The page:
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Three more defibs in Bishop's Stortford town centre as Brian's mission takes hold




Jackson Square, Bishops Stortford. Brian Goodwin demonstrates CPR and how to use the new defibrulator that will be in Jackson Square. Front l-r: Julie North (Hanbury Wealth and Rachel Hall (Next) get the training as others watch. Pic: Vikki Lince
Jackson Square, Bishops Stortford. Brian Goodwin demonstrates CPR and how to use the new defibrulator that will be in Jackson Square. Front l-r: Julie North (Hanbury Wealth and Rachel Hall (Next) get the training as others watch. Pic: Vikki Lince

People who suffer a cardiac arrest in Bishop's Stortford town centre now stand a better chance of survival as a result of three life-saving machines being installed.

One of the automated external defibrillators (AEDs) has been installed in the Jackson Square shopping centre, near the travelators. It was paid for by Hockerill Street financial advisers Hanbury Wealth.

A second has been funded by the Market Square-based law firm, Nockolds and set up outside its office.

The third is in the red phone box in Potter Street, at the top of the steps to Devoils Lane. This AED was brought into fruition by the town council and the Herts and Essex Community Charity provided the life-saving piece of equipment.

Health and safety trainer Brian Goodwin is on a mission to improve arrest victims’ chances of survival following the death of a man in the Waitrose car park last year.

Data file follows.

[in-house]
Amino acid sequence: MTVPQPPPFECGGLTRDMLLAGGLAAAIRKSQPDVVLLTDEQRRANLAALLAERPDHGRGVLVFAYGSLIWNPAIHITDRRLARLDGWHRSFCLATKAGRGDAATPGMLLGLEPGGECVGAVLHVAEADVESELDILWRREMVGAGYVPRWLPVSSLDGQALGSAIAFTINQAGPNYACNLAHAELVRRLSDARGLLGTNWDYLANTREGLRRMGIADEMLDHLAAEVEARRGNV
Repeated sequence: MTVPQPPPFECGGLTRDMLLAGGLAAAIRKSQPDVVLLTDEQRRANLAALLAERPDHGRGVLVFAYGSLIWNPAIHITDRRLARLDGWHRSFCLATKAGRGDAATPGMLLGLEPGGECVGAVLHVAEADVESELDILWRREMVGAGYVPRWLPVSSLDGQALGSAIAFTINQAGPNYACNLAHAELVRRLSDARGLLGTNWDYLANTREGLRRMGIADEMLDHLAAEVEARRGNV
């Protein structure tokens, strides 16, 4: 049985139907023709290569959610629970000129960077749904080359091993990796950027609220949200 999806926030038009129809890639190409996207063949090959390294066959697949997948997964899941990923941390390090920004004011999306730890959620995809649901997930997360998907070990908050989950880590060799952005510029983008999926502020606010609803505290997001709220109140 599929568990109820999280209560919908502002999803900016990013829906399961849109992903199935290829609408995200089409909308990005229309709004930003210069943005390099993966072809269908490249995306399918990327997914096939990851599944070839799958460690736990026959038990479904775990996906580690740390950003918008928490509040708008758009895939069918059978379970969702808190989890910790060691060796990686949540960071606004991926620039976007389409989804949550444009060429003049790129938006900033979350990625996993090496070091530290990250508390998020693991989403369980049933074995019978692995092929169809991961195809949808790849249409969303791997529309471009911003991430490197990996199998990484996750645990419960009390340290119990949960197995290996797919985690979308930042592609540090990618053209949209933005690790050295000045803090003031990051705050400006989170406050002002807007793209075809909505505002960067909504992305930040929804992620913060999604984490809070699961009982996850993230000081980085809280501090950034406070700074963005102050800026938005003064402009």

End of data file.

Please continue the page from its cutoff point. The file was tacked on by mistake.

As part of his ‘Save a Life’ campaign, Brian, 56, of Kingsbridge Road in Stortford, has been working to publicise the locations of publicly accessible defibrillators in the town and to encourage businesses and community hubs to get behind the initiative. As a result, Hanbury Wealth and Nockolds offered to buy machines.

Brian unveiled Jackson Square’s defib on Tuesday last week. The former Army medic taught 25 shoppers and workers how to use the machine and how to administer cardiopulmonary resuscitation (CPR).

“A few members of the public came along, including a teacher I’ve taught before who brought two youngsters along who practised,” he said. “A few elderly people attended and were keen to deal with CPR and choking as they babysit their grandchildren.”

Brian, who runs Pegasus Health and Safety Training, had hoped to train staff at all the Jackson Square shops how to use the defib, but he was disappointed with the turnout; Next was the only one that sent along employees. “It’s a shame as the defib is there partly to save their staff’s lives, and some shops didn’t tell or let their staff attend,” he said.

But staff from Hanbury Wealth, Nockolds and Dane Street accountants Price Bailey made use of Brian’s free life-saving tutorials.



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